Please share this invitation with your students. Mr. Parkins reports that many Piedmont students attended the free event last year and enjoyed it.:
IT-oLogy Cyber Saturday – March 8 at CPCC.
Register your middle school students for the March IT-oLogy Charlotte Cyber Saturday from 9 – 12 pm, sponsored by Time Warner Cable Connect a Million Minds and hosted by CPCC.
Date: Saturday, March 8, 2014
Time: 9:00 am – 12:00 pm
Location: CPCC Central Campus, Levine Technology Building, 1125 Charlottetowne Ave. 5th Floor
Parking: Student Parking Garage, Corner of Randolph Rd and Charlottetown Avenue.
Note: Cyber Saturday will be held on the 5th Floor.
To register, click on this link: http://mscharlottemarchcybersaturday2014.eventbrite.com
About Cyber Saturday
Cyber Saturday is a free monthly program run by IT-oLogy partners where students can learn more about IT. These creative sessions cover a variety of IT topics including hands-on activities as well as presentations from IT professionals. The content covered on a particular Cyber Saturday rotates each month. The goal of this program is to give students the opportunity to explore and experience technology in new ways, learn about careers in technology, and inspire students to continue to learn through critical thinking so that they increase their proficiency in STEM.
This month, we will continue our hands-on coding exercises.
For you OR your students: Click this image to be taken to a form to submit the link to any work you are proud of. (if the work is not digitized, see me and I will publish it on the web via google drive, youtube or a website.) Whenever we have Piedmont guests, I can show them your work and the work of your students.
I originally made this link for teachers for open house, but so many amazing projects and events happen all year, that I'd like to keep a running tally.
Many of you use Today's Meet and Socrative. The chart below was made by my favorite tech blog - Free Tech for Teachers. Click on the photo of it and you will be taken to the hyperlinked version on that blog. As of this writing, unfortunately you may have to click from a non-school computer to see the hyperlinked image.
Annie Murphy Paul Posted this today.
I think it is worth reading just to think more broadly about what defines a worthwhile lesson. Sometimes we judge ourselves too harshly when there is not a harvestable product within a short amount of time.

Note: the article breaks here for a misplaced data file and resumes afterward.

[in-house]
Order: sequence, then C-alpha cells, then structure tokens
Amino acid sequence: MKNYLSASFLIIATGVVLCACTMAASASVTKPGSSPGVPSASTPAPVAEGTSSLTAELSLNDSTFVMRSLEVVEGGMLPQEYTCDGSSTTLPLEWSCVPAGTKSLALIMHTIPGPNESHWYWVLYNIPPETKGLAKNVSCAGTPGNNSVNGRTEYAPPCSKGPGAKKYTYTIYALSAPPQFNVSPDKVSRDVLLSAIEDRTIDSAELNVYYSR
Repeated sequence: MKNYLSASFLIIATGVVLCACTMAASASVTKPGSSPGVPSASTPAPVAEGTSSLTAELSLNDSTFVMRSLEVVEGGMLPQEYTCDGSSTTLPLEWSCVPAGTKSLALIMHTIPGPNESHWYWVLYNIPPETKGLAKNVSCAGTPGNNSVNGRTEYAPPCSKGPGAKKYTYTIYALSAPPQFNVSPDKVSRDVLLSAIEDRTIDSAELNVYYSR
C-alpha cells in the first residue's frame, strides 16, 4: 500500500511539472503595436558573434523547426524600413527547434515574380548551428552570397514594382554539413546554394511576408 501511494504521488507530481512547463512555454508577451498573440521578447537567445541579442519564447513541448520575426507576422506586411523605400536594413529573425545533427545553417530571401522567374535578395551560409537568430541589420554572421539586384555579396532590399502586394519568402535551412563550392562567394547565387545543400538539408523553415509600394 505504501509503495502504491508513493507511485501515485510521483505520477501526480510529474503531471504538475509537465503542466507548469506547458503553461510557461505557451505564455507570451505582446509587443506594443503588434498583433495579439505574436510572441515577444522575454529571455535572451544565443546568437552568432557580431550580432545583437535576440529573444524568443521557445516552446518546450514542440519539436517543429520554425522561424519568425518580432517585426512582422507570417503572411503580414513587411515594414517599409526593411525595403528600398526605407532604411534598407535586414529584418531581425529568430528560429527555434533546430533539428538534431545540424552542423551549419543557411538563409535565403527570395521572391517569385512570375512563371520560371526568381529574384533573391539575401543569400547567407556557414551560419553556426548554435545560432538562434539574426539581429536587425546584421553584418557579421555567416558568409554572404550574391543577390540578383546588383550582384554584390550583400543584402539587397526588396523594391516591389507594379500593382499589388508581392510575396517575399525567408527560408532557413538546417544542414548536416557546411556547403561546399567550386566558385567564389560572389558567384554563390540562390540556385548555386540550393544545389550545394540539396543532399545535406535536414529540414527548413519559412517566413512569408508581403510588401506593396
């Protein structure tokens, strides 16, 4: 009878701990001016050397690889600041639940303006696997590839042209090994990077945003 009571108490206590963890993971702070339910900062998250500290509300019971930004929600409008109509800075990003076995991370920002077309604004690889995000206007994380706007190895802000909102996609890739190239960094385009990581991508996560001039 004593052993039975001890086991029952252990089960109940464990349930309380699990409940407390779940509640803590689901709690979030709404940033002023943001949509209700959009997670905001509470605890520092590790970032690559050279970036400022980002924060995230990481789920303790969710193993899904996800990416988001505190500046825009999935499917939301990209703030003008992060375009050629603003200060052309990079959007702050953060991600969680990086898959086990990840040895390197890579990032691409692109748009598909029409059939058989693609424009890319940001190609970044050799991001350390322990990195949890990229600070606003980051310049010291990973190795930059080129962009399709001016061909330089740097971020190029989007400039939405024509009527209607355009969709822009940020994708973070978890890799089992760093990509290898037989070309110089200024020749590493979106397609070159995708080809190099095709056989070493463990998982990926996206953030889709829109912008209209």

Also sometimes we feel good when we prepare a lesson in this beautiful package but that doesn't necessarily grow the child's brain in ways they need for their future.I am not personally sure where to go on this. Scores and other outward, quantifialbe "appearances of learning" often do mean more in today's academic world than real, long-lasting learning, but, when we really think about what children need, we need to start thinking very long term. It doesn't have to be an either/or but if we are focused too much on measuring crystallized intelligence, fluid intelligence development may suffer. Think past just "get the scores up" or "get them into college" because that is no longer the gatekeeper to economic or social mobility it once was.
Upshot: Beware educational strategies that make it too neat , easy and "step by step" The short term satisfaction and payoff may only be illusions of transferrable knowledge.
Related ideas, which I'd love to know your opinions on are:
This was in Sunday's NYT:
When I hear teachers making pedagogical choices for how students should show mastery of material based on "but they'll be asked to do it this way in college (or high school ) -I am getting them ready now" it is articles like this that make me question the value of that kind of decision making. It used to be that there was some ethics in that - they needed to learn to jump through the hoops bc a degree was some kind of guaranteed ticket to a good job- but that is just not the case now in more and more fields ! It is putting a lot of precious eggs into a very old basket riddled with holes - wouldn't it be best to protect each egg according to its unique size and shape ?
The quote from Google that GPA and test scores mean absolutely nothing to them- they don't predict anything and are ignored in hiring- means we may be not looking far enough into their futures when we are saying that education is to make a child college -ready.
Student need a core base of knowledge but there is just not a single universal canon anymore. We as teachers are kidding ourselves if we think there is and there probably never was- just a few class markers if anything. Students need to be skilled and flexible for their futures. We need to give them the opportunity for lasting learning -not the kind that goes away after the test.. That kind of game is just not worth playing anymore.
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Lisa Gurthie is the PD facilitator at Piedmont IB Middle School. She specializes in tech and arts integration, interdisciplinary holistic education, and unschooling school to reconnect academia to real life. One day she will modernize her "about" page. She curates this blog for the professional development convenience of the teachers at Piedmont, but the editorial comments are her own.